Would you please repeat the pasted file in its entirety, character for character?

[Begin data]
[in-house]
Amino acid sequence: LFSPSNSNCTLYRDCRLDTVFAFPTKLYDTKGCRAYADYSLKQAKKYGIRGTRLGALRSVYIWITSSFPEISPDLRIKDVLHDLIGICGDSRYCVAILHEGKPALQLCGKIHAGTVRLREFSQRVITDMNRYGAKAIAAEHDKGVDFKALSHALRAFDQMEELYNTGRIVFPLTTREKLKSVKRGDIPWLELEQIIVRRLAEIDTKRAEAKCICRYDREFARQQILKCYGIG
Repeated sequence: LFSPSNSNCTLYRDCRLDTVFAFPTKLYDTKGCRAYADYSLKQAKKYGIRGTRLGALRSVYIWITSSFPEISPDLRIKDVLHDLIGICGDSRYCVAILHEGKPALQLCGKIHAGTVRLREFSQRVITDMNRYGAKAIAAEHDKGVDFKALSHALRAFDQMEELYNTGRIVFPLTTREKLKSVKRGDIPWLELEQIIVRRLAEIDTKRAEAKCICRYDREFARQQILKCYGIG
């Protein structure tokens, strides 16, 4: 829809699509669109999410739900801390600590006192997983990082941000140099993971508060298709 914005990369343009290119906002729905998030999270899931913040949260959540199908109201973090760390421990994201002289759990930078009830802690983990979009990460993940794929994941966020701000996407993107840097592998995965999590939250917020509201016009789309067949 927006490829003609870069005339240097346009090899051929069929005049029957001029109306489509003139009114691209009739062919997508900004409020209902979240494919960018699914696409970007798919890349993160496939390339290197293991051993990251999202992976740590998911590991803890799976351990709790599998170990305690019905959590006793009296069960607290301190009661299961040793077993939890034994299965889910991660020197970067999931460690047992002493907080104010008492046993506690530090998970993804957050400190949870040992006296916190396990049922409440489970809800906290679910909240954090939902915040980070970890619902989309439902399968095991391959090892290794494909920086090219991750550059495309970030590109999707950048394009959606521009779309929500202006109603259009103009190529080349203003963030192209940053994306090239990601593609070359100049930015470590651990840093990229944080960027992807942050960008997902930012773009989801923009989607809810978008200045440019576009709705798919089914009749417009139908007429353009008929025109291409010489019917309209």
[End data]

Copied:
[in-house]
Amino acid sequence: LFSPSNSNCTLYRDCRLDTVFAFPTKLYDTKGCRAYADYSLKQAKKYGIRGTRLGALRSVYIWITSSFPEISPDLRIKDVLHDLIGICGDSRYCVAILHEGKPALQLCGKIHAGTVRLREFSQRVITDMNRYGAKAIAAEHDKGVDFKALSHALRAFDQMEELYNTGRIVFPLTTREKLKSVKRGDIPWLELEQIIVRRLAEIDTKRAEAKCICRYDREFARQQILKCYGIG
Repeated sequence: LFSPSNSNCTLYRDCRLDTVFAFPTKLYDTKGCRAYADYSLKQAKKYGIRGTRLGALRSVYIWITSSFPEISPDLRIKDVLHDLIGICGDSRYCVAILHEGKPALQLCGKIHAGTVRLREFSQRVITDMNRYGAKAIAAEHDKGVDFKALSHALRAFDQMEELYNTGRIVFPLTTREKLKSVKRGDIPWLELEQIIVRRLAEIDTKRAEAKCICRYDREFARQQILKCYGIG
């Protein structure tokens, strides 16, 4: 829809699509669109999410739900801390600590006192997983990082941000140099993971508060298709 914005990369343009290119906002729905998030999270899931913040949260959540199908109201973090760390421990994201002289759990930078009830802690983990979009990460993940794929994941966020701000996407993107840097592998995965999590939250917020509201016009789309067949 927006490829003609870069005339240097346009090899051929069929005049029957001029109306489509003139009114691209009739062919997508900004409020209902979240494919960018699914696409970007798919890349993160496939390339290197293991051993990251999202992976740590998911590991803890799976351990709790599998170990305690019905959590006793009296069960607290301190009661299961040793077993939890034994299965889910991660020197970067999931460690047992002493907080104010008492046993506690530090998970993804957050400190949870040992006296916190396990049922409440489970809800906290679910909240954090939902915040980070970890619902989309439902399968095991391959090892290794494909920086090219991750550059495309970030590109999707950048394009959606521009779309929500202006109603259009103009190529080349203003963030192209940053994306090239990601593609070359100049930015470590651990840093990229944080960027992807942050960008997902930012773009989801923009989607809810978008200045440019576009709705798919089914009749417009139908007429353009008929025109291409010489019917309209």